Between Iraq and a Hard Place

Some of the countries in the Middle East are make-believe countries. That is, after the First World War the British and the French carved up the Arab territories of the Ottoman Empire. Iraq, Syria, Lebanon, Jordan, and Palestine were created on map tables in Europe before they had any reality for the people who lived there. Religious and other divisions within these areas were of little interest to the French and British decision-makers of the time. Those administrative territories then became sovereign states, mostly after the Second World War. So, Kurds were divided between Turkey, Iran, Iraq, and Syria. Sunni and Shi’ite Muslims were grouped together in Iraq and—to a lesser extent—in Syria. Tensions smoldered: a Sunni minority dominated the Shi’a majority in Iraq; Christians, Muslims, and Druze struggled in Lebanon; and Palestine became the target for immigration by Eastern European Jews without the consent of the Arabs. That did not mean that these countries were doomed to fail. Good judgment, a spirit of cooperation, and self-restraint could go a long way to building bridges. All of those things have been in short supply in post-American Iraq.

The Iraqi insurgency had been defeated when the Sunnis switched sides to oppose the Islamist fundamentalists of Al-Qaeda in Mesopotamia. Nouri al-Maliki–a member of the Shi’a Muslim majority sect–became Prime Minister in 2006. During his campaign for re-election in 2010 he promised to form a “unity” government that included representatives of the Sunni and Kurdish minorities. Then the United States withdrew the last of its forces in 2011.

Maliki (and the Shi’a he represented) promptly changed course. Maliki’s program was to concentrate power in the hands of Shi’ites, while spurning both Sunnis and Kurds. First, he opened the way for a spectacular increase in the high level of corruption. Hundreds of billions of dollars of oil revenue had been diverted to private hands. The diverted revenues benefitted only Maliki’s followers. Soon, Maliki turned on the Sunnis more directly. They were purged from the government and tens of thousands were imprisoned. Maliki’s power grab alienated the Sunnis from the government. It sent some of them back into co-operation with Islamist groups.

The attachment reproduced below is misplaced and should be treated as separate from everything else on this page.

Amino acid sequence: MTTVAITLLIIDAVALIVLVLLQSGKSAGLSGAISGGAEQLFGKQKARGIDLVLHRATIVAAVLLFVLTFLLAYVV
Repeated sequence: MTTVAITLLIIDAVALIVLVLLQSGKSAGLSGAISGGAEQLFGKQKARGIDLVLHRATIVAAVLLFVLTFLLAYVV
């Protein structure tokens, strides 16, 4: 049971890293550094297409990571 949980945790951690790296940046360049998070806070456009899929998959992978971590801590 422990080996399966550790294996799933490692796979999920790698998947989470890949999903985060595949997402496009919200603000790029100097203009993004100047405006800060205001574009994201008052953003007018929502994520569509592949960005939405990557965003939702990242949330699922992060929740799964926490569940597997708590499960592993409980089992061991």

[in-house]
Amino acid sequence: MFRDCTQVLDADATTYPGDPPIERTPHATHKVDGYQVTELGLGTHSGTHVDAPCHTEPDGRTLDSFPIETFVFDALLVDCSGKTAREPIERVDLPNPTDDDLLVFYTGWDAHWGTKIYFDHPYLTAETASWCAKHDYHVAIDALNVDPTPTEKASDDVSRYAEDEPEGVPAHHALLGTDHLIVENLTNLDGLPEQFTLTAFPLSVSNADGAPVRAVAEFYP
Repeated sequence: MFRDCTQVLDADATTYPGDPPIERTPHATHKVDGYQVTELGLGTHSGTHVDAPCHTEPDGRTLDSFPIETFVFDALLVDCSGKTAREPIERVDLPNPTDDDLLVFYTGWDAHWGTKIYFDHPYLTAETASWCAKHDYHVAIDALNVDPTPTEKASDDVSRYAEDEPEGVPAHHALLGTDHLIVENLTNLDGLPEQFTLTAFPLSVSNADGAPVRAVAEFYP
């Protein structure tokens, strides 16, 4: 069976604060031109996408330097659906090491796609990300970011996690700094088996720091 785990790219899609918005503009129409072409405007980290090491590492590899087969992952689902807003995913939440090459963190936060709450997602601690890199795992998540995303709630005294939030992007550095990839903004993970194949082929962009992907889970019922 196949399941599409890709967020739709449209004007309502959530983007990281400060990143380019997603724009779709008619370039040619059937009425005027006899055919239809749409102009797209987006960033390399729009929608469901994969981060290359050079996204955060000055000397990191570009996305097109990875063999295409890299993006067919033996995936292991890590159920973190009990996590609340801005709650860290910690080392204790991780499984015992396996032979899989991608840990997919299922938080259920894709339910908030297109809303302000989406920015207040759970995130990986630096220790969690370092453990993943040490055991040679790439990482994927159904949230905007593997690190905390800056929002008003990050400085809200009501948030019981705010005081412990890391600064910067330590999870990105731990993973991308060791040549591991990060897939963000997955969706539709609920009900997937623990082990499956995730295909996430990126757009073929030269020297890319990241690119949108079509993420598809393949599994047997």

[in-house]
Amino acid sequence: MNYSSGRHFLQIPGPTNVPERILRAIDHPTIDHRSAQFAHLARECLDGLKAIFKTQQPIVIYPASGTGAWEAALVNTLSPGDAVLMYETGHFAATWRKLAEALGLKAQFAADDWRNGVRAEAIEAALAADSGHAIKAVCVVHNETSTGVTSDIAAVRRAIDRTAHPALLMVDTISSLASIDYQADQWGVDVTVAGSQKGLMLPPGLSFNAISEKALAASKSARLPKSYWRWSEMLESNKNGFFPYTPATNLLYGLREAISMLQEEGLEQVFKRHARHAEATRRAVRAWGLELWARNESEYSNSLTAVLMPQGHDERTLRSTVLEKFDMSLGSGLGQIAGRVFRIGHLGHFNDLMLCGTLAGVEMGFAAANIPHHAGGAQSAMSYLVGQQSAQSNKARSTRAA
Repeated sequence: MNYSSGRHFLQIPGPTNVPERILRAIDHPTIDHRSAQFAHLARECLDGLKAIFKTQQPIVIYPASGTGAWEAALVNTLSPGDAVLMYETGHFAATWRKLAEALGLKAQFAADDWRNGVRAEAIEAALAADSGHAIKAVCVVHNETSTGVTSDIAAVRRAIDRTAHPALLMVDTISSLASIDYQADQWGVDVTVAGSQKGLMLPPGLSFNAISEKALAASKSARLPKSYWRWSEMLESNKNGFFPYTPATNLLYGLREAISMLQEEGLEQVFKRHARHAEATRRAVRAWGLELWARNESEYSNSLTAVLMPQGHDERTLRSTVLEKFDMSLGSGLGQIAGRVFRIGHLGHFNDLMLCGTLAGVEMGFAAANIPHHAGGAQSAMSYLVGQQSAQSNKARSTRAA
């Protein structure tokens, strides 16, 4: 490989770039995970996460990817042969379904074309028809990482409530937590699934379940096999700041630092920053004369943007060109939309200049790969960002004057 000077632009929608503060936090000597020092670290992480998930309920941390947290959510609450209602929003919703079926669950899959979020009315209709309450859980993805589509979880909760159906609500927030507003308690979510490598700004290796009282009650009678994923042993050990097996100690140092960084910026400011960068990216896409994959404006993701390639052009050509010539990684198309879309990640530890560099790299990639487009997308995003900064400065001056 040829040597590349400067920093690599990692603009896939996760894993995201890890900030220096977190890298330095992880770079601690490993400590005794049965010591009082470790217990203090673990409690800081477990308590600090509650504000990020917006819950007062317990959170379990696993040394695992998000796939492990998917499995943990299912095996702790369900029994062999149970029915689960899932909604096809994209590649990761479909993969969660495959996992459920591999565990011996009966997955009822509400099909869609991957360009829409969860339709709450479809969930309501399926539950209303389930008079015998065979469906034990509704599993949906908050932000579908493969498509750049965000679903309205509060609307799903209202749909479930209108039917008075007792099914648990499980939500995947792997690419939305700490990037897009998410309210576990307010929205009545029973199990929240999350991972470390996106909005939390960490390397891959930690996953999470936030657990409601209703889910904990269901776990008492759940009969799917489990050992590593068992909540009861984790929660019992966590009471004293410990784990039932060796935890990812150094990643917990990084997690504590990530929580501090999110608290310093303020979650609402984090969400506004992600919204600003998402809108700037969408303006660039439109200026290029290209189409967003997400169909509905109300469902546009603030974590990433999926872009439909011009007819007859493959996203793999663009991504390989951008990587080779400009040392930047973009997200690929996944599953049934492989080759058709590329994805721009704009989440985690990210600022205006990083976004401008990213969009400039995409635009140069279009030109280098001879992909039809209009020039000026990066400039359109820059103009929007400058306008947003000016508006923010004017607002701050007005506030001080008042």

The key Islamist group is the Islamic State of Iraq and the Levant (ISIL), which is simultaneously fighting in Iraq and in the Syrian Civil War. The major cities have been targeted for bombings. This coincided with the run-up to elections in April 2014. In April 2014, 750 people died, either in bombings of public places or in street-fighting between the security forces and insurgents. By May 2014, ISIL and the Sunni opponents of Maliki had won control of Anbar province west of Baghdad. By June 2014 the decision by Maliki and the Shi’ites to grab all the toys for themselves proved to have been a catastrophically bad decision. In June ISIS forces suddenly over-ran Mosul and Tikrit, while four divisions of the Iraqi Army just folded up in front of the attack. (“Iraq, three years later,” The Week, 16 May 2014, p. 11.)

Iraq’s Army offers a particularly telling example. Under Maliki, religious affiliation replaced competence as a criteria for many senior officers; purely Shi’ite divisions concentrated near Baghdad, while mixed divisions were sent to the provinces; troop training, equipment maintenance, and logistical support all suffered as the military budget was diverted just like the oil revenue. (Eric Schmitt and Michael Gordon, “The Iraqi Army was Crumbling Long Before Its Collapse, U.S. Officials Say,” NYT, 13 June 2014.)

ISIL probably can’t conquer Iraq or even hold its present gains. But when their tide ebbs, what will Iraqis do with their country?

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